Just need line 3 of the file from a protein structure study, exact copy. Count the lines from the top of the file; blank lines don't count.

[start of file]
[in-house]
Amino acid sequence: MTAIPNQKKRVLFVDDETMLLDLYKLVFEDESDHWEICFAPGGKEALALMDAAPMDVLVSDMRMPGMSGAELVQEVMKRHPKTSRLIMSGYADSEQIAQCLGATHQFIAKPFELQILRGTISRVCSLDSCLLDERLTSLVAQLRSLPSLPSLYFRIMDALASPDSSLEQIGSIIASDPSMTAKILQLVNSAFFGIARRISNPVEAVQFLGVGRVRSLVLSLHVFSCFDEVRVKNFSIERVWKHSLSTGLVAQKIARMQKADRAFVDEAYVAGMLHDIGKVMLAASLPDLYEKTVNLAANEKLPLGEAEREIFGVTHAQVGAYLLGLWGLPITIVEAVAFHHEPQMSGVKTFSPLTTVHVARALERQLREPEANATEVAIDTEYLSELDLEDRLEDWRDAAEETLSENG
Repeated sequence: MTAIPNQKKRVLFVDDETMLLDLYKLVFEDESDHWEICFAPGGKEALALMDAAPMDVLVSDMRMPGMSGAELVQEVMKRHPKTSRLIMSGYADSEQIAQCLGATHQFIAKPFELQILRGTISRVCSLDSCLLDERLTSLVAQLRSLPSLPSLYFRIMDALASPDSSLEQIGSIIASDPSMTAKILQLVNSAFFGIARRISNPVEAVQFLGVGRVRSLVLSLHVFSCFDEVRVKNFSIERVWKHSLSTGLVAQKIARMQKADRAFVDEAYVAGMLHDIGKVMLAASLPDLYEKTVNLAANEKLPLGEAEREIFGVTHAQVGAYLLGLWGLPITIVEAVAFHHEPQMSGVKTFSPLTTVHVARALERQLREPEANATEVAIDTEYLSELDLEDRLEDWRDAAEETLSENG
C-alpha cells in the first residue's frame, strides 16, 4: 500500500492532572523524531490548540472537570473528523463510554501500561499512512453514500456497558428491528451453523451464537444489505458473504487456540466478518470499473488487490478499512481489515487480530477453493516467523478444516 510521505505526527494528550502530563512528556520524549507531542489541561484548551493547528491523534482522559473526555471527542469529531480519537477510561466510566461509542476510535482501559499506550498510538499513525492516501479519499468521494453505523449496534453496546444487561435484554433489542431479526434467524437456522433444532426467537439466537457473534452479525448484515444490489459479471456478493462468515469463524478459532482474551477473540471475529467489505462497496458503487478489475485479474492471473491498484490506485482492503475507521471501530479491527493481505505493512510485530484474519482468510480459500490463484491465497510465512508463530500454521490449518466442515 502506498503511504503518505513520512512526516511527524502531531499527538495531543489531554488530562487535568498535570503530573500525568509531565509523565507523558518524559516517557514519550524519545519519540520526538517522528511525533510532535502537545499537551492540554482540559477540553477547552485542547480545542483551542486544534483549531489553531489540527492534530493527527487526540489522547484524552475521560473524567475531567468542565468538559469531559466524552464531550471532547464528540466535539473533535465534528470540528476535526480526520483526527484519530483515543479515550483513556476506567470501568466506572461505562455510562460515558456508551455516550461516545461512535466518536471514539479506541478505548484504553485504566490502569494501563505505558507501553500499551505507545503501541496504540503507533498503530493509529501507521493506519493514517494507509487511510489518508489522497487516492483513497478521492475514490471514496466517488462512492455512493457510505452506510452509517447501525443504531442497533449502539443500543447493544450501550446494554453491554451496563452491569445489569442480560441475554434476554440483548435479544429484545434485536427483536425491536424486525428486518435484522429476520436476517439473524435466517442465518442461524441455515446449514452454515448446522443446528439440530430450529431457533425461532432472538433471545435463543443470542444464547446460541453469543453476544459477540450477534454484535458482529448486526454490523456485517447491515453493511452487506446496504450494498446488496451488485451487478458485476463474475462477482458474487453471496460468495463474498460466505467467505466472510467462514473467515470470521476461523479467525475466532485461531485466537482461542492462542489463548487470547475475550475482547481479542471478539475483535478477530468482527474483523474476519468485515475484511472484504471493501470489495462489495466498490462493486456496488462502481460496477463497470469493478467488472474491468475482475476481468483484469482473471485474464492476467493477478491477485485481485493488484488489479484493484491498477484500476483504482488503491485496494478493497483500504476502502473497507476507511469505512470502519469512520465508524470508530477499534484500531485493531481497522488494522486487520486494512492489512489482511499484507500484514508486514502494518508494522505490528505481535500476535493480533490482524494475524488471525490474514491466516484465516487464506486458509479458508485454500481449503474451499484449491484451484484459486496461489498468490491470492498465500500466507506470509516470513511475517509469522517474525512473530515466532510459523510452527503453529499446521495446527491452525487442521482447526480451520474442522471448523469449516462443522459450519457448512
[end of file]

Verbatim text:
Repeated sequence: MTAIPNQKKRVLFVDDETMLLDLYKLVFEDESDHWEICFAPGGKEALALMDAAPMDVLVSDMRMPGMSGAELVQEVMKRHPKTSRLIMSGYADSEQIAQCLGATHQFIAKPFELQILRGTISRVCSLDSCLLDERLTSLVAQLRSLPSLPSLYFRIMDALASPDSSLEQIGSIIASDPSMTAKILQLVNSAFFGIARRISNPVEAVQFLGVGRVRSLVLSLHVFSCFDEVRVKNFSIERVWKHSLSTGLVAQKIARMQKADRAFVDEAYVAGMLHDIGKVMLAASLPDLYEKTVNLAANEKLPLGEAEREIFGVTHAQVGAYLLGLWGLPITIVEAVAFHHEPQMSGVKTFSPLTTVHVARALERQLREPEANATEVAIDTEYLSELDLEDRLEDWRDAAEETLSENG